Kiwi workers more productive

Last updated 11:27 18/03/2014

Relevant offers

Better Business

Corporate travel is starting to feel like booking a holiday, on purpose Compensation doubled for Christchurch man shot in chest with nail gun Business responds to shark attacks Kate Radburnd wins NZ wine growers fellowship Air New Zealand's innovation inspired by Silicon Valley, Disney and Four Seasons Manukau Liquor Centre caught serving and short-changing underage teen Timaru District Council accused of 'nasty' liquor licence denial Sir Michael Hill reflects on meditation, mistakes, and a meteoric mid-life rise AFT Pharmaceuticals to list on NZX and ASX in December Brokers view: Positivity may be returning for Kathmandu

New Zealand's workers were more productive in the year to March 31, 2013, easily beating productivity rises over the past 17 years.

Labour productivity measures the quantity of goods and services or output produced for each hour of labour. It jumped 2.1 per cent during the period compared to the average increase of 1.6 per cent.

The figures show that while 100 products could have been produced in one hour of labour in 1996, 132 were produced in one hour in 2013.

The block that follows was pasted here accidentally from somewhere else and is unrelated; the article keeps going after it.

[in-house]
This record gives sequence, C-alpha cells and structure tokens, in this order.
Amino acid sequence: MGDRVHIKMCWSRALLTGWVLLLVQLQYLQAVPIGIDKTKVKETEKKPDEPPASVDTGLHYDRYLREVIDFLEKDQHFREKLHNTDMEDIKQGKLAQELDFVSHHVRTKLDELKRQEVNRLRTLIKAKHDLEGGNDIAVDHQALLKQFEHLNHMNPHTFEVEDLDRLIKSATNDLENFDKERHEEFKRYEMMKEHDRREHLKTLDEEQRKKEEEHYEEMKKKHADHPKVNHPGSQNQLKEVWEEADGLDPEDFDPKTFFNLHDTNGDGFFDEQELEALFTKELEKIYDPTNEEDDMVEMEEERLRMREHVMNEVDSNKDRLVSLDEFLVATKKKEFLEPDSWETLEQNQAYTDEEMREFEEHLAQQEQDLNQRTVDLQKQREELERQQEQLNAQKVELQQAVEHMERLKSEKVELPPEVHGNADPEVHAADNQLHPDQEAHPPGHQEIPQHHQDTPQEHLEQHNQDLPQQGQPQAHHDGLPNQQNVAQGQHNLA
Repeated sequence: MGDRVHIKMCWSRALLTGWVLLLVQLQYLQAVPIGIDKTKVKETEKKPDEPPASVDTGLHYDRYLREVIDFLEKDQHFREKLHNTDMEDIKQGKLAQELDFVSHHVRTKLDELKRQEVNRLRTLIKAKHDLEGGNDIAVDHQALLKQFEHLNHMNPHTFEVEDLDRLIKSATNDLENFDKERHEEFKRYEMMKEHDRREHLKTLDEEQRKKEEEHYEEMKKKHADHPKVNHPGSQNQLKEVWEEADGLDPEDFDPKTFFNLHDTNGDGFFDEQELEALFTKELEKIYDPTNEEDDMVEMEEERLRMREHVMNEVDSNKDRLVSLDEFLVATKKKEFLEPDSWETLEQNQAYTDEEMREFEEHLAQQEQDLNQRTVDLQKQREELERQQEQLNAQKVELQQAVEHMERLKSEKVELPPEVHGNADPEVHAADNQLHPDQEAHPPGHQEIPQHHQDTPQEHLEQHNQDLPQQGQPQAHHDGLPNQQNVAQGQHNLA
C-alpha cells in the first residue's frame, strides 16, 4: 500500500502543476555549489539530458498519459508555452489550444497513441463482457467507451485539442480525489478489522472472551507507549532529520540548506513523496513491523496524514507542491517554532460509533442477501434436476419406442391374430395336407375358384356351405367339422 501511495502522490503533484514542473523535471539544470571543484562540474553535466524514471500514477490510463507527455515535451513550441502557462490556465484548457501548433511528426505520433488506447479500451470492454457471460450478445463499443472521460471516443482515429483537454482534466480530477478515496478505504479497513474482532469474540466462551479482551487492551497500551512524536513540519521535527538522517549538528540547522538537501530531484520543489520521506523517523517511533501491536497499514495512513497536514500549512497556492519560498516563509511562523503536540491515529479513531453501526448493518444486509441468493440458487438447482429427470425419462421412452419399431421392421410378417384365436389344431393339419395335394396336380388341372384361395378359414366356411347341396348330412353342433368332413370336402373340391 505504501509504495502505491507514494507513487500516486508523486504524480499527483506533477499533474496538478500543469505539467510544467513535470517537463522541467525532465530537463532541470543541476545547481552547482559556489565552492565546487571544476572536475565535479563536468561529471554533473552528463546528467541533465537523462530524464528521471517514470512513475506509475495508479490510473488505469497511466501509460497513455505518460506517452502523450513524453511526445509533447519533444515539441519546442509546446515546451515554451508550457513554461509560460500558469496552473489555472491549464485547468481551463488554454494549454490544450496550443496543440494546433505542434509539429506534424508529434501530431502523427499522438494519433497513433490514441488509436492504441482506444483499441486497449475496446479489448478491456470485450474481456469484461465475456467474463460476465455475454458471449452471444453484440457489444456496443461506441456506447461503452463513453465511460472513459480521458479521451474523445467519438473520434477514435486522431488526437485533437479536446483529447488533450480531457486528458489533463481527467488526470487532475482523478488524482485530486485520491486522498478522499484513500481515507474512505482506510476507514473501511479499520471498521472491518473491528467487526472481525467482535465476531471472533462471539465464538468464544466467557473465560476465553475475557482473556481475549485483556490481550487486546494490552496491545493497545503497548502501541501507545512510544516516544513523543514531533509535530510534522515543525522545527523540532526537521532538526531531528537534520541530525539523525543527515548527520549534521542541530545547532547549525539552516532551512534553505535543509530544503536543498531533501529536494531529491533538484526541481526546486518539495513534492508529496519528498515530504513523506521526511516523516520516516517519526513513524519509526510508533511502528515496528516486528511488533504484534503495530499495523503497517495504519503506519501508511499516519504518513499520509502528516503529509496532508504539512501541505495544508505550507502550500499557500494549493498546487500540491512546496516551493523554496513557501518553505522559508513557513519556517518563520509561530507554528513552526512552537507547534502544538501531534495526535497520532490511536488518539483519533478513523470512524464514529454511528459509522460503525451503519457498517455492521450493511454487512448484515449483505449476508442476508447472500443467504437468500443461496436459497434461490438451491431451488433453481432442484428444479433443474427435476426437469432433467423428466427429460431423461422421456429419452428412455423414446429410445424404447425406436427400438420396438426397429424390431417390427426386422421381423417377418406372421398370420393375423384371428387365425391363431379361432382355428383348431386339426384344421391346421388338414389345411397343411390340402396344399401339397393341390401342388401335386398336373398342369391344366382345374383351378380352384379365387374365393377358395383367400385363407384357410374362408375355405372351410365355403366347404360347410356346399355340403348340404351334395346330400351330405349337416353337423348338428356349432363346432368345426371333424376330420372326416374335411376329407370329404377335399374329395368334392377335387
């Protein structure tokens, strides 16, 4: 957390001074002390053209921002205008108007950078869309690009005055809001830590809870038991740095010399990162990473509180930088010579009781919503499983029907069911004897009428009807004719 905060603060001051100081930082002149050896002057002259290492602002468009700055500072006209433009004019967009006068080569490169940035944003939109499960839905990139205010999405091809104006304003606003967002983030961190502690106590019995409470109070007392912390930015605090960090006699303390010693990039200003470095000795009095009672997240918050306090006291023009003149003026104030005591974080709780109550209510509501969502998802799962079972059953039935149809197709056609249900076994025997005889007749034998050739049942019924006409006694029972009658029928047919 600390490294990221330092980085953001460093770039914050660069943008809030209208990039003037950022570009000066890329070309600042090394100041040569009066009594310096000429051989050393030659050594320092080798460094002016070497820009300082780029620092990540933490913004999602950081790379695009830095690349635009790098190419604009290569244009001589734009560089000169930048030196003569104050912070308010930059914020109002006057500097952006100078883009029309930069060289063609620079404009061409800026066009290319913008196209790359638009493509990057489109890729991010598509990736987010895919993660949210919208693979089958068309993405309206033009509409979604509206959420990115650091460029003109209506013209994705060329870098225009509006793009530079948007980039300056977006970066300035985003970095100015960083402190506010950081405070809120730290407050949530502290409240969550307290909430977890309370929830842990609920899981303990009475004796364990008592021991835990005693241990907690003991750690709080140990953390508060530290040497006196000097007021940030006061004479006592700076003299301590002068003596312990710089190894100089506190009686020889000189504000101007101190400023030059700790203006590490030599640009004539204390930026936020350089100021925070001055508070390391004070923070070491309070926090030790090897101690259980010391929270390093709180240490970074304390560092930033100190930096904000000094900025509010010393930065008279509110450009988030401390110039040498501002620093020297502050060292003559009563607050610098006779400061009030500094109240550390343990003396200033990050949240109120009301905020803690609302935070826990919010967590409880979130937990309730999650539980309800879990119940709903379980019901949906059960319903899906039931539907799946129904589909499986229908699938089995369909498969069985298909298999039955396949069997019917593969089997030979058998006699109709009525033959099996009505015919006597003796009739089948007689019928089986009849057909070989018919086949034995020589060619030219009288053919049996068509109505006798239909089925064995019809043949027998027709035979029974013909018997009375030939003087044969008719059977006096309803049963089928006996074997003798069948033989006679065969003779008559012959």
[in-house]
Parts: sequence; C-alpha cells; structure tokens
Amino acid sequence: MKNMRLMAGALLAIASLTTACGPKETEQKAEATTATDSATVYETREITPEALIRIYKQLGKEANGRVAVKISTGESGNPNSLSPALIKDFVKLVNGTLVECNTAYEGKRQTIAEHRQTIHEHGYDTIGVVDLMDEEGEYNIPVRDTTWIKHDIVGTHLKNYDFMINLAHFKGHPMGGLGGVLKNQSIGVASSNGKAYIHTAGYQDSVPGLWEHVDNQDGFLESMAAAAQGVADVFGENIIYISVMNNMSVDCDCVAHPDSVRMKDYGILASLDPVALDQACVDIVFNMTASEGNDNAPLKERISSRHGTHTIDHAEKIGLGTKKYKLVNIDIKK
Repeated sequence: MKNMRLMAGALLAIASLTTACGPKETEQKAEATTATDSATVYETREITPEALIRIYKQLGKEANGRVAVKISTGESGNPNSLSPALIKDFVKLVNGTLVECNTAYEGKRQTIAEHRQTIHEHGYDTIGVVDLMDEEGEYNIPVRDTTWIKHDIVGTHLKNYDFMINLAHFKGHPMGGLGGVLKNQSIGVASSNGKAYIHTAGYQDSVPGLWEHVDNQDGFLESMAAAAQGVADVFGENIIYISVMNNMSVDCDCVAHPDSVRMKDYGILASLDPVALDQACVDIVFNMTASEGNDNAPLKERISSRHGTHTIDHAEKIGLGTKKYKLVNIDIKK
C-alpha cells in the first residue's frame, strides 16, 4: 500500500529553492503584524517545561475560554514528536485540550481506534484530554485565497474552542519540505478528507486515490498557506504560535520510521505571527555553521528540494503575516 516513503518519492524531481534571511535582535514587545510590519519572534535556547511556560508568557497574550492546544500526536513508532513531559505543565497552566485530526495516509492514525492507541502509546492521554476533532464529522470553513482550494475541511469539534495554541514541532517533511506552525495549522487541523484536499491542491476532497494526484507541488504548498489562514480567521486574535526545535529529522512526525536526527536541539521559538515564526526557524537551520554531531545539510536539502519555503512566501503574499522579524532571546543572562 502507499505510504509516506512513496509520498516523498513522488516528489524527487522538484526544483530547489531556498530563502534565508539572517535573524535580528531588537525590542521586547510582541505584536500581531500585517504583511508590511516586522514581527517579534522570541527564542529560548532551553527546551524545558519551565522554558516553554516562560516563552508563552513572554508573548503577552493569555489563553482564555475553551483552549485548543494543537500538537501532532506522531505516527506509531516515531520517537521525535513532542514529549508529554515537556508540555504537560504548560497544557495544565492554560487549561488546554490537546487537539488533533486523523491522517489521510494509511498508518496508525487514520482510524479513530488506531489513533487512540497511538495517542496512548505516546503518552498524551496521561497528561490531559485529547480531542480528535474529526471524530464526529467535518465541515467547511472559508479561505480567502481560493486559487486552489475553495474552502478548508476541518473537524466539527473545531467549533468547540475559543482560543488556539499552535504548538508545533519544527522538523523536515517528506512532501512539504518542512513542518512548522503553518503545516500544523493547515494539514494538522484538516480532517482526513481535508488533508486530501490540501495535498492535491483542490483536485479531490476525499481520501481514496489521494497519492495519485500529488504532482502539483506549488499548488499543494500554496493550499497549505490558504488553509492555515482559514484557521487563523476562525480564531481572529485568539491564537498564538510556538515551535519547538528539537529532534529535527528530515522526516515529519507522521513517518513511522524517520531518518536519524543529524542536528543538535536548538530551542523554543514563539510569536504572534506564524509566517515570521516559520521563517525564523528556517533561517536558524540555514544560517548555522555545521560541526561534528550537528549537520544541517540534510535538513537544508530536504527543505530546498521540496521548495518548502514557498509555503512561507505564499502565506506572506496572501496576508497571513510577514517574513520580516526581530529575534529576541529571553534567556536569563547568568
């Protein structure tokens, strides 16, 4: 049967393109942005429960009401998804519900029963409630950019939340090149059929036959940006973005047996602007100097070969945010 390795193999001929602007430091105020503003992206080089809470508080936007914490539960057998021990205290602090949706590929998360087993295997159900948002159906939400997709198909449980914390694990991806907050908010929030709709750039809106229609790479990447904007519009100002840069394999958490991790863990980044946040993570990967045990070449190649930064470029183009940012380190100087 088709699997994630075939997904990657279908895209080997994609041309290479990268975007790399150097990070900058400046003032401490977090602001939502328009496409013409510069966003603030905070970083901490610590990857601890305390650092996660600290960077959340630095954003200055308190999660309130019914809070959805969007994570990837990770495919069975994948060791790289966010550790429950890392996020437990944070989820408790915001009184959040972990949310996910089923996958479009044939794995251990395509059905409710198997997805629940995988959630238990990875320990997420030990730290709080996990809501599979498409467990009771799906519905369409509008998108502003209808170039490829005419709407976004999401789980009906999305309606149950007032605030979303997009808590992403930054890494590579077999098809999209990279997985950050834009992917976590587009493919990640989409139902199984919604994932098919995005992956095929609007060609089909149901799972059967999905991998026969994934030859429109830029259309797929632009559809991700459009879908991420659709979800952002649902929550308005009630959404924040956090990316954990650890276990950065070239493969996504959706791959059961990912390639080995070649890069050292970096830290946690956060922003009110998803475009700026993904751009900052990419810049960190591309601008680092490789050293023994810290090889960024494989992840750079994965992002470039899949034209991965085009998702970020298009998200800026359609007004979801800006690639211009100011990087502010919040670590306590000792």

Productivity is regarded as key to lifting New Zealand's standard of living and is a big driver of gross domestic product - the main indicator of economic activity.

Statistics NZ said the 2.1 per cent lift in labour productivity was driven by both an increase of 1.2 per cent in multifactor productivity and a 0.9 per cent growth in the amount of capital available per worker.

Multifactor productivity measures how efficiently goods and services are produced in the economy. It was up 1.2 per cent last year because goods and services grew faster than the inputs such as hours of labour, and capital, such as land and buildings, used to produce them, Statistics NZ national accounts manager Michele Lloyd said.

An improvement in productivity shows more efficient production and is often because of technological changes, organisational changes, or economies of scale.

From 1996 to 2013, labour productivity grew more in Australia than in New Zealand, up by an average of 2.1 per cent to 1.6 per cent a year, respectively.

Over the same period, Australia's annual average output growth was also higher, at 3.5 per cent compared with 2.6 per cent in New Zealand, Statistics NZ said.

Ad Feedback

- Fairfax Media

Special offers

Featured Promotions

Sponsored Content